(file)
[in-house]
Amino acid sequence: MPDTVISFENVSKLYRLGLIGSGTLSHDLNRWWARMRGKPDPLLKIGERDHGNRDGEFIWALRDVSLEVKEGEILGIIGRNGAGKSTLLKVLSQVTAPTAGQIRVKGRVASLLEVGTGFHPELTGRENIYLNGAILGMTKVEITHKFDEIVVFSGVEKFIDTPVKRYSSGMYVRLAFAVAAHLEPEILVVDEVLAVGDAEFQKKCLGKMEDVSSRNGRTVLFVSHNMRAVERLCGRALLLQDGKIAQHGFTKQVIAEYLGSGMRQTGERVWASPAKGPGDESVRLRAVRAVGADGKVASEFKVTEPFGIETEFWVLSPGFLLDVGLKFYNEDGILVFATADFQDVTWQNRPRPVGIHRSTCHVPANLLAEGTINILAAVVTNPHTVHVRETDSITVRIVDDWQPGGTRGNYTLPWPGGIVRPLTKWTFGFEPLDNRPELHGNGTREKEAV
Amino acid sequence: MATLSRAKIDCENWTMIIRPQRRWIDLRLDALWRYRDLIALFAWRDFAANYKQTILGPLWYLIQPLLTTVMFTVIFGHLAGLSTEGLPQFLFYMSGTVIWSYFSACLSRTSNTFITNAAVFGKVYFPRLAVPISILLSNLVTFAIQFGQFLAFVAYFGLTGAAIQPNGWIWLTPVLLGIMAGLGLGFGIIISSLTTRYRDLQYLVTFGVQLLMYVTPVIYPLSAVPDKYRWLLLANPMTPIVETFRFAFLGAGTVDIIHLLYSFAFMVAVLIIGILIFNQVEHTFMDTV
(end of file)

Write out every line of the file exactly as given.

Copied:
[in-house]
Amino acid sequence: MPDTVISFENVSKLYRLGLIGSGTLSHDLNRWWARMRGKPDPLLKIGERDHGNRDGEFIWALRDVSLEVKEGEILGIIGRNGAGKSTLLKVLSQVTAPTAGQIRVKGRVASLLEVGTGFHPELTGRENIYLNGAILGMTKVEITHKFDEIVVFSGVEKFIDTPVKRYSSGMYVRLAFAVAAHLEPEILVVDEVLAVGDAEFQKKCLGKMEDVSSRNGRTVLFVSHNMRAVERLCGRALLLQDGKIAQHGFTKQVIAEYLGSGMRQTGERVWASPAKGPGDESVRLRAVRAVGADGKVASEFKVTEPFGIETEFWVLSPGFLLDVGLKFYNEDGILVFATADFQDVTWQNRPRPVGIHRSTCHVPANLLAEGTINILAAVVTNPHTVHVRETDSITVRIVDDWQPGGTRGNYTLPWPGGIVRPLTKWTFGFEPLDNRPELHGNGTREKEAV
Amino acid sequence: MATLSRAKIDCENWTMIIRPQRRWIDLRLDALWRYRDLIALFAWRDFAANYKQTILGPLWYLIQPLLTTVMFTVIFGHLAGLSTEGLPQFLFYMSGTVIWSYFSACLSRTSNTFITNAAVFGKVYFPRLAVPISILLSNLVTFAIQFGQFLAFVAYFGLTGAAIQPNGWIWLTPVLLGIMAGLGLGFGIIISSLTTRYRDLQYLVTFGVQLLMYVTPVIYPLSAVPDKYRWLLLANPMTPIVETFRFAFLGAGTVDIIHLLYSFAFMVAVLIIGILIFNQVEHTFMDTV